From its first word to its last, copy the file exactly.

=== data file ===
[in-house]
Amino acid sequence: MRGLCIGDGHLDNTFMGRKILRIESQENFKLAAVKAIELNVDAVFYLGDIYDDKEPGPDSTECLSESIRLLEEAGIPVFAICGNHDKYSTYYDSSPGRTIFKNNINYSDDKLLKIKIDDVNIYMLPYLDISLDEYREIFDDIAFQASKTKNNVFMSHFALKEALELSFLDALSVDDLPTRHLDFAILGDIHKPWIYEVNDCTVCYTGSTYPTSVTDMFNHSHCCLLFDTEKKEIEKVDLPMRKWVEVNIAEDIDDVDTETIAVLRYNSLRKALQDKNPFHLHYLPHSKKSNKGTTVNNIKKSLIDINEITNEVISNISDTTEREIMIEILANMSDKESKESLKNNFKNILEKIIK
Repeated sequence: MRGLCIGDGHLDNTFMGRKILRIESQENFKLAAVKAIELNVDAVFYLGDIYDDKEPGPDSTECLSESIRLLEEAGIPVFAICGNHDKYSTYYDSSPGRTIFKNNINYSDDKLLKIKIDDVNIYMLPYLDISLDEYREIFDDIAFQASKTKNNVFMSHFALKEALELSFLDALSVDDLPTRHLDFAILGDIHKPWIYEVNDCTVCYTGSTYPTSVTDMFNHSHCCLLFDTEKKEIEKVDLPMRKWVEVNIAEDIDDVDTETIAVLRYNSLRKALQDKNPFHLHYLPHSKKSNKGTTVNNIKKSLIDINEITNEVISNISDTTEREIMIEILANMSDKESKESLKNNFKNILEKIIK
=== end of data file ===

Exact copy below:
[in-house]
Amino acid sequence: MRGLCIGDGHLDNTFMGRKILRIESQENFKLAAVKAIELNVDAVFYLGDIYDDKEPGPDSTECLSESIRLLEEAGIPVFAICGNHDKYSTYYDSSPGRTIFKNNINYSDDKLLKIKIDDVNIYMLPYLDISLDEYREIFDDIAFQASKTKNNVFMSHFALKEALELSFLDALSVDDLPTRHLDFAILGDIHKPWIYEVNDCTVCYTGSTYPTSVTDMFNHSHCCLLFDTEKKEIEKVDLPMRKWVEVNIAEDIDDVDTETIAVLRYNSLRKALQDKNPFHLHYLPHSKKSNKGTTVNNIKKSLIDINEITNEVISNISDTTEREIMIEILANMSDKESKESLKNNFKNILEKIIK
Repeated sequence: MRGLCIGDGHLDNTFMGRKILRIESQENFKLAAVKAIELNVDAVFYLGDIYDDKEPGPDSTECLSESIRLLEEAGIPVFAICGNHDKYSTYYDSSPGRTIFKNNINYSDDKLLKIKIDDVNIYMLPYLDISLDEYREIFDDIAFQASKTKNNVFMSHFALKEALELSFLDALSVDDLPTRHLDFAILGDIHKPWIYEVNDCTVCYTGSTYPTSVTDMFNHSHCCLLFDTEKKEIEKVDLPMRKWVEVNIAEDIDDVDTETIAVLRYNSLRKALQDKNPFHLHYLPHSKKSNKGTTVNNIKKSLIDINEITNEVISNISDTTEREIMIEILANMSDKESKESLKNNFKNILEKIIK